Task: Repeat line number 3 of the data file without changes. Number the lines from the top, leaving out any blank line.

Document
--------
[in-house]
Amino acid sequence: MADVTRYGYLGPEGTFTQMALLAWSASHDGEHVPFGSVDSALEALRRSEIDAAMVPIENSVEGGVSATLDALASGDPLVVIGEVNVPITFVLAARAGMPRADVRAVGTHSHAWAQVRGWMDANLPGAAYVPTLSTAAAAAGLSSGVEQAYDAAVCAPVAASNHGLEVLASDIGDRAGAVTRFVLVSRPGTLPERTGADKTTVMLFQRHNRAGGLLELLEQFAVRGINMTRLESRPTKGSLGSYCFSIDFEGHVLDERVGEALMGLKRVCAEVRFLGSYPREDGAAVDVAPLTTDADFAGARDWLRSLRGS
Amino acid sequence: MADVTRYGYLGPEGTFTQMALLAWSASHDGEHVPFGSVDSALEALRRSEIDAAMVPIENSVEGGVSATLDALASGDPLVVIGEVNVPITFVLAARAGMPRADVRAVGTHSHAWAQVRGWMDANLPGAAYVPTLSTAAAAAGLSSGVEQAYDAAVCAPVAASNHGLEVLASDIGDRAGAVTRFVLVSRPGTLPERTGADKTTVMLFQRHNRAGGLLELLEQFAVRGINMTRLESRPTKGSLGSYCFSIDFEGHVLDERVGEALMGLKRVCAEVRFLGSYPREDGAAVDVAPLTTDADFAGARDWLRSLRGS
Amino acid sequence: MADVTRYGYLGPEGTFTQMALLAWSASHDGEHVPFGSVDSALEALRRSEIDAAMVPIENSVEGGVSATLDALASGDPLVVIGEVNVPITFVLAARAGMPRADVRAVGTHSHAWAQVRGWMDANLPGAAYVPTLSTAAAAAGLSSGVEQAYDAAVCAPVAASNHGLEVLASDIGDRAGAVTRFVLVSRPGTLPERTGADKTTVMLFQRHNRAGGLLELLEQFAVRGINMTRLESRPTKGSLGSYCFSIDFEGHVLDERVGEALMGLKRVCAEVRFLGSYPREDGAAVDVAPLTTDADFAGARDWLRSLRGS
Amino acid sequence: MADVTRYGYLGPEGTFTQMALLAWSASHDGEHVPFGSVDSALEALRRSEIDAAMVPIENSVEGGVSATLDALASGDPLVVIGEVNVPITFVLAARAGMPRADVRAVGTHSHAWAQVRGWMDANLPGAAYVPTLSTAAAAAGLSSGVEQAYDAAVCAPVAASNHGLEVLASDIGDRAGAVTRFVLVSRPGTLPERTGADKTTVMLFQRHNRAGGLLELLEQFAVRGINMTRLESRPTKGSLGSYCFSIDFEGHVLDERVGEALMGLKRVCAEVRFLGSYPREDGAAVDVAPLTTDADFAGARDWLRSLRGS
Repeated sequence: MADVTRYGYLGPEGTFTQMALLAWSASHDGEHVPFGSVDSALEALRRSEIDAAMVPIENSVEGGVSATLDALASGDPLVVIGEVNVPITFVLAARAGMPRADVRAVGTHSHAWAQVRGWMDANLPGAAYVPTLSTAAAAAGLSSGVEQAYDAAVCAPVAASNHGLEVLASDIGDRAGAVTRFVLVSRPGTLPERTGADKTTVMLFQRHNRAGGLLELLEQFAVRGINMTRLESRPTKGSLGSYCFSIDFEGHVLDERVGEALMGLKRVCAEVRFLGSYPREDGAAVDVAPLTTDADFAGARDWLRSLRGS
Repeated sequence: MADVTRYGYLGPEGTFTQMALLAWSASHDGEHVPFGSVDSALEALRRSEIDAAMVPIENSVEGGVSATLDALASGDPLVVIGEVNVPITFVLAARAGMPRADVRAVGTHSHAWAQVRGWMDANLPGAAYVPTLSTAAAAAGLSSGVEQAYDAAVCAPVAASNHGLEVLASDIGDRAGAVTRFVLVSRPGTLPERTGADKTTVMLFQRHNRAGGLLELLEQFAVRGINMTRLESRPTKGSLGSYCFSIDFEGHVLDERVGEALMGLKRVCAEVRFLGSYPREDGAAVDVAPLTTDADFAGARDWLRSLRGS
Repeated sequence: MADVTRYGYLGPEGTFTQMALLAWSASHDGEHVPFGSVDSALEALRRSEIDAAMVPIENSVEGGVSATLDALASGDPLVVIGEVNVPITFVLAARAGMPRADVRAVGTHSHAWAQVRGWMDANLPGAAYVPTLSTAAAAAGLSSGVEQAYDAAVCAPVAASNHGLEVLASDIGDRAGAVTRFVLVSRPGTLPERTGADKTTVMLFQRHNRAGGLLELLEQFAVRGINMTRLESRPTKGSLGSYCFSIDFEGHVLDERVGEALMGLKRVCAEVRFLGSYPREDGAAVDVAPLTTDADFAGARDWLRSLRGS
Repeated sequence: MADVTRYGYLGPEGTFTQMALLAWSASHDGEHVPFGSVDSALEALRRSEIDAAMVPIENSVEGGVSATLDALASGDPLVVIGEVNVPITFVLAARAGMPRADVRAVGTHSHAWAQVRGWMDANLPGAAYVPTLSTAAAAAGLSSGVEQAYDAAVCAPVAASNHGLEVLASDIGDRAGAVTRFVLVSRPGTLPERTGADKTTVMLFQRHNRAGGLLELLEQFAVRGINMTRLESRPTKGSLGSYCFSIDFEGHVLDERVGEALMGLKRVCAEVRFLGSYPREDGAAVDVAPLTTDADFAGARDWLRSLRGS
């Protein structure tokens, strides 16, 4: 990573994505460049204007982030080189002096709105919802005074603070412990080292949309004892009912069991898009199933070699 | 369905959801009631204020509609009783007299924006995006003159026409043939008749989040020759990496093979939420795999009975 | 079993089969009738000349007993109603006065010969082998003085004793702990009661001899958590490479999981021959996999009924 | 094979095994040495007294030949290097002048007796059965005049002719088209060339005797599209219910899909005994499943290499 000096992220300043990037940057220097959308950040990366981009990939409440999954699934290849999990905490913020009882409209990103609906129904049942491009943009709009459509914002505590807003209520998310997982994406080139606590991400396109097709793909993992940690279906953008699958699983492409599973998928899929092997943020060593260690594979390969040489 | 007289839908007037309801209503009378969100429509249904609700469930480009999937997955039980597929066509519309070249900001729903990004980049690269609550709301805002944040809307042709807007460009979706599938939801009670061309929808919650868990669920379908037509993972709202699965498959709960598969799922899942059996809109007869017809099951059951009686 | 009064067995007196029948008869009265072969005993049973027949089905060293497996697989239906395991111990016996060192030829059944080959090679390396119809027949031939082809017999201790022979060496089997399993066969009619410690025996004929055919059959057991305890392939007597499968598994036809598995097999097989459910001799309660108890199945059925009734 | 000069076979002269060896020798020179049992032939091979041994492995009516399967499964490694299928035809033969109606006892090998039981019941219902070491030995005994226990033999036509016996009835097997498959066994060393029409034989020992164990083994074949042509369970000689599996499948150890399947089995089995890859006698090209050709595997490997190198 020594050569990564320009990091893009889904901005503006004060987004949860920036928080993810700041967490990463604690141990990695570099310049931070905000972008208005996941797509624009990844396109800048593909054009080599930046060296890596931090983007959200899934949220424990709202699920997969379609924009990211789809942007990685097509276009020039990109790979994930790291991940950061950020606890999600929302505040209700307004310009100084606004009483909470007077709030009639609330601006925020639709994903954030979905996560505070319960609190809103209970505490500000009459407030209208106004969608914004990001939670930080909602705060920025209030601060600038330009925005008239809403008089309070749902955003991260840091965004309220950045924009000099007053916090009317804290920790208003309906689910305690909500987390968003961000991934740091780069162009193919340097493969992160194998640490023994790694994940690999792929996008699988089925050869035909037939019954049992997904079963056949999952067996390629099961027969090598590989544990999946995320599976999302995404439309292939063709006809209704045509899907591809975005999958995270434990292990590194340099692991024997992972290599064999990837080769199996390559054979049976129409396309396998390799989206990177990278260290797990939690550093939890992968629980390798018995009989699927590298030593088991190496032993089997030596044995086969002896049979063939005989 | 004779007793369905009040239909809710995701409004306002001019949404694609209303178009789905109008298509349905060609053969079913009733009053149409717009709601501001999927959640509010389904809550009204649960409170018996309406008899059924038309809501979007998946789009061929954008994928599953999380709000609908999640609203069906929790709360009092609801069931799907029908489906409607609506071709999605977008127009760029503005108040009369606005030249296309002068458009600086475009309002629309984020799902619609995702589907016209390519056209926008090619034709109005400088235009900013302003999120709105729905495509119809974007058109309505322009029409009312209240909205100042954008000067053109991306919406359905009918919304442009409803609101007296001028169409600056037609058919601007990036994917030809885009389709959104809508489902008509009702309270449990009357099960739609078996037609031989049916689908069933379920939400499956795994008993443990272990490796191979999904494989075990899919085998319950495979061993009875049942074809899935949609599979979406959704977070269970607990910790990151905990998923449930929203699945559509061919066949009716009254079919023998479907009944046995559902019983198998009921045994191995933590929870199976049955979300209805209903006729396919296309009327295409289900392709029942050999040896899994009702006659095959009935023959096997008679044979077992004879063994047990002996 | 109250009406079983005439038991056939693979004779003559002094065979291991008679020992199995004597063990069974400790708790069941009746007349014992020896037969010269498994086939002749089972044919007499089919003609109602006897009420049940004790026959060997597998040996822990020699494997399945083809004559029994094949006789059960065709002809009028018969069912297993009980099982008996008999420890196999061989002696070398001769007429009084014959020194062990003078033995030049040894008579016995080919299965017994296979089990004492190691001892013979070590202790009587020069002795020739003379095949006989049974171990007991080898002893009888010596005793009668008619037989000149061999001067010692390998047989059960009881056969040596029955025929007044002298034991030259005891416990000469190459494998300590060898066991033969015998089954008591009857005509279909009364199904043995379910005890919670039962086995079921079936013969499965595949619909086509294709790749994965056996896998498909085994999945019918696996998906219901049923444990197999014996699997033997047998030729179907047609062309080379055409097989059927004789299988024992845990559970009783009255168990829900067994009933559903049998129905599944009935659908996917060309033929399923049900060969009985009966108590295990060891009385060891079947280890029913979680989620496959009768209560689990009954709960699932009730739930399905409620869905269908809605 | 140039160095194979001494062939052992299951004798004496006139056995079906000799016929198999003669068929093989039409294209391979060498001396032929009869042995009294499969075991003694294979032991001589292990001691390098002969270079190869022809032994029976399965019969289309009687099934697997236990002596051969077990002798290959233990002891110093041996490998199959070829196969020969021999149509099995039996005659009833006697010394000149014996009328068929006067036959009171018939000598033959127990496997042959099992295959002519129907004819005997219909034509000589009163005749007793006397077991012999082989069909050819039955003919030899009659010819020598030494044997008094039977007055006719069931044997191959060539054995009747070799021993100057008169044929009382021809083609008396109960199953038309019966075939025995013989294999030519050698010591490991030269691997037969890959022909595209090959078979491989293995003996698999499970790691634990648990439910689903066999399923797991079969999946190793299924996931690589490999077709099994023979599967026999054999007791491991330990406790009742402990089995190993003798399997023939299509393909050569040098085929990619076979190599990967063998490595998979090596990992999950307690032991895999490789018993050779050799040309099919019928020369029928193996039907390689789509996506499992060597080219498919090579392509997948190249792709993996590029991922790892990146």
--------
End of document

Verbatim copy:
Amino acid sequence: MADVTRYGYLGPEGTFTQMALLAWSASHDGEHVPFGSVDSALEALRRSEIDAAMVPIENSVEGGVSATLDALASGDPLVVIGEVNVPITFVLAARAGMPRADVRAVGTHSHAWAQVRGWMDANLPGAAYVPTLSTAAAAAGLSSGVEQAYDAAVCAPVAASNHGLEVLASDIGDRAGAVTRFVLVSRPGTLPERTGADKTTVMLFQRHNRAGGLLELLEQFAVRGINMTRLESRPTKGSLGSYCFSIDFEGHVLDERVGEALMGLKRVCAEVRFLGSYPREDGAAVDVAPLTTDADFAGARDWLRSLRGS